Dispatcher who failed to dispatch ambulance charged with death in 2020

An 911 operator in Pennsylvania is facing a rare involuntary manslaughter charge for failing to dispatch an ambulance to the rural home of a woman who died a day later of internal bleeding, despite a plea from the woman’s daughter that she “will die without medical help. ”

A Greene County detective last week filed charges against Leon “Lee” Price, 50, of Waynesburg, in the July 2020 death of Diania Kronk, 54, based on Price’s reluctance to send help without receiving more certainty that Kronk was actually going to the hospital.

“I think she would be alive today if they had sent an ambulance,” said Kronk’s daughter, Kelly Titchenell, 38.

Price, who also faces charges of reckless endangerment, regulatory repression and obstruction, repeatedly questioned Titchenell during the four-minute phone call if Kronk would agree to treatment.

Price was charged on June 29 and released on bail. He did not respond to messages left on a home number listed in his name, and officials said a defense attorney did not contact the district court.

“It must be clear statewide that a call will not be made conditional on someone on the other end of the line saying whether service is being offered or not,” said Lawrence E. Bolind Jr., who told Titchenell in a recent Federal lawsuit filed month. “What we’re trying to do here is that this doesn’t happen to anyone else.”

In the 911 call recording, an operator identified by police as Price responded to Titchenell’s description of her mother requiring hospital treatment by asking if she would be willing to go to the hospital about half an hour from where she lives in Sycamore.

“She’s going to be because I’m on my way there, so she’s going to go or she’s going to die,” Titchenell told Price as she drove from her home in Mather.

Price said he would send an ambulance, but then added, “We really need to make sure she’s ready to go.”

“She’ll go, she’ll go,” Titchenell said. “Because if not, she will die, there is nothing else.” She said that Kronk was not thinking straight and that she was her mother’s closest relative. When Price asked again if Kronk would actually go, Titchenell replied, “OK, well, can we just try?”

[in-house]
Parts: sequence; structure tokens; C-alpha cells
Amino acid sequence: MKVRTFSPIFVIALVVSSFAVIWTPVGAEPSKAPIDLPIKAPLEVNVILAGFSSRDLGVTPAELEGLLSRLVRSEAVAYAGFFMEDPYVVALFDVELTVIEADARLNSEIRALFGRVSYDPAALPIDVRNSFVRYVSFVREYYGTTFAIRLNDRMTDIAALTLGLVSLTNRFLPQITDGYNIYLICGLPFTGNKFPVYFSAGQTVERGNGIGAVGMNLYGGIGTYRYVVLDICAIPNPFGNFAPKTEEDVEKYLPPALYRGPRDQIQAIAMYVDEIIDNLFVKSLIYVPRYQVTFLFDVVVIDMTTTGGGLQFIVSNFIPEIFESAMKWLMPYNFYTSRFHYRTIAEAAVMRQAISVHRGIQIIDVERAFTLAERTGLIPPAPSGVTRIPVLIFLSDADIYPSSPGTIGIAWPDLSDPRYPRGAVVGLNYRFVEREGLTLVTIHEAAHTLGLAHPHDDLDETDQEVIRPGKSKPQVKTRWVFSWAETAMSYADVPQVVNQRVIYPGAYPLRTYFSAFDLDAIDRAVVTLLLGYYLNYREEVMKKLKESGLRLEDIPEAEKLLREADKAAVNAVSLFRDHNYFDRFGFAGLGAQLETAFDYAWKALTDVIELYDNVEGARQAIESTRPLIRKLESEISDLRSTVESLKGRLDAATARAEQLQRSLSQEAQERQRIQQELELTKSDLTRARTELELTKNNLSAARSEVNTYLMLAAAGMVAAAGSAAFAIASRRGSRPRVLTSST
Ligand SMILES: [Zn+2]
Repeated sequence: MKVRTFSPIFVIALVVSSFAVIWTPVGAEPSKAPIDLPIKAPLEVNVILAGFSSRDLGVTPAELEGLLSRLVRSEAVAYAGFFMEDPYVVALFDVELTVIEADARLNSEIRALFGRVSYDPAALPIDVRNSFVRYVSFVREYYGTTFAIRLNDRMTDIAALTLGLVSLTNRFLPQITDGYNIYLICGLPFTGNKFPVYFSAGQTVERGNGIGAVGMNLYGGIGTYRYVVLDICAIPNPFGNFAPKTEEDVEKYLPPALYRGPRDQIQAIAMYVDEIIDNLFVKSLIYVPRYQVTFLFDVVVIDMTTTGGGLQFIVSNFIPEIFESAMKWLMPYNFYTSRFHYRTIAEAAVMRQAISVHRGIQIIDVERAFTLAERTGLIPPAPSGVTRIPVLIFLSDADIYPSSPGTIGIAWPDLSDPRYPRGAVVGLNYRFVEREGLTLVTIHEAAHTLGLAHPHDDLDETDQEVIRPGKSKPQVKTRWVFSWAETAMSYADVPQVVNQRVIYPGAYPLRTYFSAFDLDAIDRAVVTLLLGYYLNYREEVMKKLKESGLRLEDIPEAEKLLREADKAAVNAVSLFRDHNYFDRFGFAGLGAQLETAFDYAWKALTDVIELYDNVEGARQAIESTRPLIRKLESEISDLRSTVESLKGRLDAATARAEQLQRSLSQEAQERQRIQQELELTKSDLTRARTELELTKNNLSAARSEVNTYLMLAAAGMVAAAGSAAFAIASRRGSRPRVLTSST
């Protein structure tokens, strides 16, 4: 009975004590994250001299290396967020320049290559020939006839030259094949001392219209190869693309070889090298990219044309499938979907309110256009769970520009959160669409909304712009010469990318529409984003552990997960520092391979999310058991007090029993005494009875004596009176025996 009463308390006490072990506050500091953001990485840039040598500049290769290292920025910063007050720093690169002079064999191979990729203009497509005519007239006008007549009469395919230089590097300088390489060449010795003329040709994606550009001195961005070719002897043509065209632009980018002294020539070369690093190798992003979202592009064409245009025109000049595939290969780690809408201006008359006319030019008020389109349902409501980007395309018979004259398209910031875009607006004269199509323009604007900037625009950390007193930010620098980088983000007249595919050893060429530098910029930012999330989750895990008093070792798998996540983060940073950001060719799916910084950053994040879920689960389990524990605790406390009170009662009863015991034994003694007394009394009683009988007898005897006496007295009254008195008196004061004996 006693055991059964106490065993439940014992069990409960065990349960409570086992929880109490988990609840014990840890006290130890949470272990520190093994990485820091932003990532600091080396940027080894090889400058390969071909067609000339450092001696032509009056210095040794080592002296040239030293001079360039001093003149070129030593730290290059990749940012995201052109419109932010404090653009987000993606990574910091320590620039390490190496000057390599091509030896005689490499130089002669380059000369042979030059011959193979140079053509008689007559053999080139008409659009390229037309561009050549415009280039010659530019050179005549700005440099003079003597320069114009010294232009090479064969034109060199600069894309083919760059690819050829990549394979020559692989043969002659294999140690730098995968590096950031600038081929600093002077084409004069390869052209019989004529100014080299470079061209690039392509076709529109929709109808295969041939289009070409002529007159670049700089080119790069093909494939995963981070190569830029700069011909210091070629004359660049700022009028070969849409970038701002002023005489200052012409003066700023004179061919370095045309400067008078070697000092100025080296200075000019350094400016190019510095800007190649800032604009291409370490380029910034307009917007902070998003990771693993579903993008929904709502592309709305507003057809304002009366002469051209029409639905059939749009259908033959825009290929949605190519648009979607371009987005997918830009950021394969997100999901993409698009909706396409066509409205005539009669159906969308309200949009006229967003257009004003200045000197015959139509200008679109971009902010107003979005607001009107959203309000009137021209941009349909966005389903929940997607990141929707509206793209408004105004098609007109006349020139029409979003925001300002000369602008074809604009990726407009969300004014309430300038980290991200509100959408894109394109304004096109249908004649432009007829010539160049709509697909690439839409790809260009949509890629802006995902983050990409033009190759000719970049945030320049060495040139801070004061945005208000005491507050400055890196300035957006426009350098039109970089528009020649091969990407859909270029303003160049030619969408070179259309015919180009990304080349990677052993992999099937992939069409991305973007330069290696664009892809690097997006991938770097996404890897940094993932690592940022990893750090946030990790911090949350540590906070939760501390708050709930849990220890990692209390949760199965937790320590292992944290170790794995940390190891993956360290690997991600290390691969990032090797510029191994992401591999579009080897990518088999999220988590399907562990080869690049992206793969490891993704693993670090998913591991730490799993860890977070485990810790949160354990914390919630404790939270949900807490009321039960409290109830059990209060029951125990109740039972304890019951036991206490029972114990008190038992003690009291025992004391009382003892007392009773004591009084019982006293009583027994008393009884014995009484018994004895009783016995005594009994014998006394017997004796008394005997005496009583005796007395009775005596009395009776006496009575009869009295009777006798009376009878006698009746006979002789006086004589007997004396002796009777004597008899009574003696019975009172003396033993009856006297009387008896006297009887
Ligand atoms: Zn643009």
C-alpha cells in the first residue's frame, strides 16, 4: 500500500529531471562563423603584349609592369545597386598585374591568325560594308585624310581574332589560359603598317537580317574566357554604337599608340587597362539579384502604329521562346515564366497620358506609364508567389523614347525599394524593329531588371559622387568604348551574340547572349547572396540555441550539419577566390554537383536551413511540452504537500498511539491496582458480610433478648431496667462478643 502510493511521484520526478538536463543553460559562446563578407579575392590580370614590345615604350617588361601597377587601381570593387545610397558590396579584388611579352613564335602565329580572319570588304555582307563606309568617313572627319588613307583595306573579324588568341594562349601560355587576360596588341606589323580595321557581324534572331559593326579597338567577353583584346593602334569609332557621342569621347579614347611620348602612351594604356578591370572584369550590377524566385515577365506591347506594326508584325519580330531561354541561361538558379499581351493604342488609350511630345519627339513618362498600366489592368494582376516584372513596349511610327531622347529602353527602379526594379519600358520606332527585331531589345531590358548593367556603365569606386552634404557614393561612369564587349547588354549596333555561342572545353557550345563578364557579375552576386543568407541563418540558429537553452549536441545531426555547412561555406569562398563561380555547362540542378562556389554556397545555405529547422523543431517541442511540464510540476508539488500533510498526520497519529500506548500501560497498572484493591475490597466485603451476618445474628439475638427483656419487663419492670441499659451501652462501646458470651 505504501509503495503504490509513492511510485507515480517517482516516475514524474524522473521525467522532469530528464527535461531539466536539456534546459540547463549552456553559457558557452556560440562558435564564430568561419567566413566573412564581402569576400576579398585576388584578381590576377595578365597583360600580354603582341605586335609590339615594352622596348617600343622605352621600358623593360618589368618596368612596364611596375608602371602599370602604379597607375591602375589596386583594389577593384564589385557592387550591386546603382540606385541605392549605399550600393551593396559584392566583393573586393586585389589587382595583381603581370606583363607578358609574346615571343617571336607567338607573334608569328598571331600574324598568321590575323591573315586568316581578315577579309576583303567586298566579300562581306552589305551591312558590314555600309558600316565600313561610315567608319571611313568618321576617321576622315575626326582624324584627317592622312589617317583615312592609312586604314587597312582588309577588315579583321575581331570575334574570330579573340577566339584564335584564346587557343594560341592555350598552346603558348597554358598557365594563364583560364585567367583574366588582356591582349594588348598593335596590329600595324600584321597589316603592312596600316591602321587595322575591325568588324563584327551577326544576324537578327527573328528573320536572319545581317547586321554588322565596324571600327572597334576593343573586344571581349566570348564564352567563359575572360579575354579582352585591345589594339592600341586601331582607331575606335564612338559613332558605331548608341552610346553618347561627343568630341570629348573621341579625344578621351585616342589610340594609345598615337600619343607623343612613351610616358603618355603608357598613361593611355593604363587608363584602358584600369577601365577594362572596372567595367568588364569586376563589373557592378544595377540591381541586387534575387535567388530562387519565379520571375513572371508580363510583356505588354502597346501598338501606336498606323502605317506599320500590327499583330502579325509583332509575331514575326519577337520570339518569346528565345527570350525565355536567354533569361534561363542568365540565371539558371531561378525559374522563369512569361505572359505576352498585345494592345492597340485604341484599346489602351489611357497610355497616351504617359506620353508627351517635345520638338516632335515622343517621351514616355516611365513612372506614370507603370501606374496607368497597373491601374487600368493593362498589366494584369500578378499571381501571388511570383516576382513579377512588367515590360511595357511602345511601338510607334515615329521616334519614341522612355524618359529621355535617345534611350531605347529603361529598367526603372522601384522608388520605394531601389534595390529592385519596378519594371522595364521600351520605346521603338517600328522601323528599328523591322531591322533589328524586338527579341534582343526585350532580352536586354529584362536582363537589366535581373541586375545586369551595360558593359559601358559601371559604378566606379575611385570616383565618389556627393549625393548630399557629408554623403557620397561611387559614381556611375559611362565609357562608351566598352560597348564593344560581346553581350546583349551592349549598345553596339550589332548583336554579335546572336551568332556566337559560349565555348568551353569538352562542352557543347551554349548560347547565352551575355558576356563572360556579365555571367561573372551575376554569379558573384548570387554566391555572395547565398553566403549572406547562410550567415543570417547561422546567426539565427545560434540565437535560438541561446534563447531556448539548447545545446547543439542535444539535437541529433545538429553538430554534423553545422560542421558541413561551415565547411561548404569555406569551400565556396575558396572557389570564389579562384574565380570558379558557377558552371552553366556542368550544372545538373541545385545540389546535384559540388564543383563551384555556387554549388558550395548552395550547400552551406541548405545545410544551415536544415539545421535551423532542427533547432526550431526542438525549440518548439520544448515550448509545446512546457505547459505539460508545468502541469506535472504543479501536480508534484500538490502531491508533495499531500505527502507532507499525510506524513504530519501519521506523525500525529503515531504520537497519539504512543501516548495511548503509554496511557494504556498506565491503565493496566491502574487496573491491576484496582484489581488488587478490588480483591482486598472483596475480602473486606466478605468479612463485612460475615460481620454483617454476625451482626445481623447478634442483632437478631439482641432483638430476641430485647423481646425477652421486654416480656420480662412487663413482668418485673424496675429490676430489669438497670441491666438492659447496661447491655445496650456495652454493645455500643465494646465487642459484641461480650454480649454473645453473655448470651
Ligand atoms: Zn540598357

After Titchenell told Price that she was about 10 minutes from her mother’s home, Price asked if Titchenell would call 911 back once she verified that Kronk was ready to ride in an ambulance.

“I’m sorry,” Titchenell said, and Price replied, “No, I’m not sorry, ma’am. Just call me when you’re out there, okay?”

When Titchenell and her three children arrived at the house, she said, Kronk was naked on the porch, speaking incoherently. She made her mother put on a bathrobe.

“She kept saying she was fine, she’s fine,” Titchenell said. “She’s the mother, you know — she doesn’t listen to her kids.”

Titchenell said she couldn’t call from home because her mother’s landline couldn’t be located and there was no cell service. She also did not call on the way home, believing that her uncle would be checking on her soon and further contacting 911 would be pointless.

“This is unheard of for me. I mean, they send an ambulance for everything,” Titchenell said. “And here I am telling this guy that my mother is going to die. It’s her death, so to speak, and she’s not getting an ambulance.”

Her brother found the next day that their mother had died.

Prosecutor Greene County District Attorney Dave Russo said he’s also investigating whether there was any policy or training that allowed 911 County dispatchers to refuse service to callers.

“We all deserve equal protection and we all deserve access to medical care,” Russo said in an interview. “I have major concerns for the safety of the community in this regard.”

John Kelly, a Naperville, Illinois attorney who is general counsel for the National Emergency Number Association, said criminal charges against dispatchers for not sending help are very rare but have occurred.

In a case where Kelly teaches dispatcher training, a Detroit 911 operator received a year’s probation and lost her job in 2008 after authorities said she didn’t take seriously a boy’s calls to report that his mother had collapsed was. The 5-year-old boy testified that the operator accused him of gambling and hung up, while the operator stated that she could not hear the child.

Titchenell sued Price and Greene County in federal court in Pittsburgh last month on behalf of her mother’s estate, along with two 911 supervisors. The lawsuit accuses Price of “callous rejection of public emergency services.”

Marie Milie Jones, a county attorney and the 911 attendant in the federal case, said her clients plan to vigorously defend the lawsuit and do not believe they are liable for Kronk’s death. She said there were “ongoing personnel matters” regarding Price but declined to elaborate.

“It is unfortunate that this woman passed away. It’s certainly very difficult from a personal perspective,” Jones said. “I will not comment on the details of her circumstances.”

Titchenell told Price that her mother had been drinking heavily a few weeks before her death, and that Titchenell had noticed that she was losing weight and “turning yellow.” She said the autopsy revealed Kronk, who worked in home health care, died of internal bleeding.

She said she thinks of her late mother every day – how the former longtime store manager loved to cook, help people and spoil her five grandchildren, how she piled a mountain of presents under the tree every Christmas.

“She had the biggest heart,” Titchenell said. “If someone didn’t have an apartment, she took them in and gave them a bed. That was mom.”

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